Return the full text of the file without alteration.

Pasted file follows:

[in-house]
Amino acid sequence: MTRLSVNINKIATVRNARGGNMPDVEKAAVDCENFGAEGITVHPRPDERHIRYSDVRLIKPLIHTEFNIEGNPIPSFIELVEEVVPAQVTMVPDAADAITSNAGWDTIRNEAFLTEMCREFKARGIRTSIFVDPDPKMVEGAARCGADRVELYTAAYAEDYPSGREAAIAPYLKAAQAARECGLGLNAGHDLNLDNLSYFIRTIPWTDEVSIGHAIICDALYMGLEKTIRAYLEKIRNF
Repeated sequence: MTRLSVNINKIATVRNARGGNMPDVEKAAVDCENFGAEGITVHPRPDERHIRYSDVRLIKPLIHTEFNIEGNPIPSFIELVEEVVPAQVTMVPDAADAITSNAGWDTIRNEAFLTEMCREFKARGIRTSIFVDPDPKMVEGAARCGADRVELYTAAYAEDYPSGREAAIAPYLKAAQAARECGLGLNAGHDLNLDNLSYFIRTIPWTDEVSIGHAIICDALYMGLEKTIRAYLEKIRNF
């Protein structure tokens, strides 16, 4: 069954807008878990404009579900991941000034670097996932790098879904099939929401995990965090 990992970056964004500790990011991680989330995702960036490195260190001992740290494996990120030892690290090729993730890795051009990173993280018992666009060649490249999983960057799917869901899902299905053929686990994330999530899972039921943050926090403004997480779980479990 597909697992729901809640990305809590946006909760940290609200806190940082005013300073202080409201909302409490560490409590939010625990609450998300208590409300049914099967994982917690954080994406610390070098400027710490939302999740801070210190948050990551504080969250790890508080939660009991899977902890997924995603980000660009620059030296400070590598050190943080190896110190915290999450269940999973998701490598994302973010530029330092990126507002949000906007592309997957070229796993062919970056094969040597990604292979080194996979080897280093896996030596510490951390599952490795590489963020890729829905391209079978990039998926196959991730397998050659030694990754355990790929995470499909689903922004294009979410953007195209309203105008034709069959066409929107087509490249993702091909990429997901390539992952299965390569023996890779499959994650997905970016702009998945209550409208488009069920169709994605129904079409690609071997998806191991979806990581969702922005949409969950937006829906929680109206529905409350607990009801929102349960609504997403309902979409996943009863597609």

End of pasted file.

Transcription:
[in-house]
Amino acid sequence: MTRLSVNINKIATVRNARGGNMPDVEKAAVDCENFGAEGITVHPRPDERHIRYSDVRLIKPLIHTEFNIEGNPIPSFIELVEEVVPAQVTMVPDAADAITSNAGWDTIRNEAFLTEMCREFKARGIRTSIFVDPDPKMVEGAARCGADRVELYTAAYAEDYPSGREAAIAPYLKAAQAARECGLGLNAGHDLNLDNLSYFIRTIPWTDEVSIGHAIICDALYMGLEKTIRAYLEKIRNF
Repeated sequence: MTRLSVNINKIATVRNARGGNMPDVEKAAVDCENFGAEGITVHPRPDERHIRYSDVRLIKPLIHTEFNIEGNPIPSFIELVEEVVPAQVTMVPDAADAITSNAGWDTIRNEAFLTEMCREFKARGIRTSIFVDPDPKMVEGAARCGADRVELYTAAYAEDYPSGREAAIAPYLKAAQAARECGLGLNAGHDLNLDNLSYFIRTIPWTDEVSIGHAIICDALYMGLEKTIRAYLEKIRNF
């Protein structure tokens, strides 16, 4: 069954807008878990404009579900991941000034670097996932790098879904099939929401995990965090 990992970056964004500790990011991680989330995702960036490195260190001992740290494996990120030892690290090729993730890795051009990173993280018992666009060649490249999983960057799917869901899902299905053929686990994330999530899972039921943050926090403004997480779980479990 597909697992729901809640990305809590946006909760940290609200806190940082005013300073202080409201909302409490560490409590939010625990609450998300208590409300049914099967994982917690954080994406610390070098400027710490939302999740801070210190948050990551504080969250790890508080939660009991899977902890997924995603980000660009620059030296400070590598050190943080190896110190915290999450269940999973998701490598994302973010530029330092990126507002949000906007592309997957070229796993062919970056094969040597990604292979080194996979080897280093896996030596510490951390599952490795590489963020890729829905391209079978990039998926196959991730397998050659030694990754355990790929995470499909689903922004294009979410953007195209309203105008034709069959066409929107087509490249993702091909990429997901390539992952299965390569023996890779499959994650997905970016702009998945209550409208488009069920169709994605129904079409690609071997998806191991979806990581969702922005949409969950937006829906929680109206529905409350607990009801929102349960609504997403309902979409996943009863597609």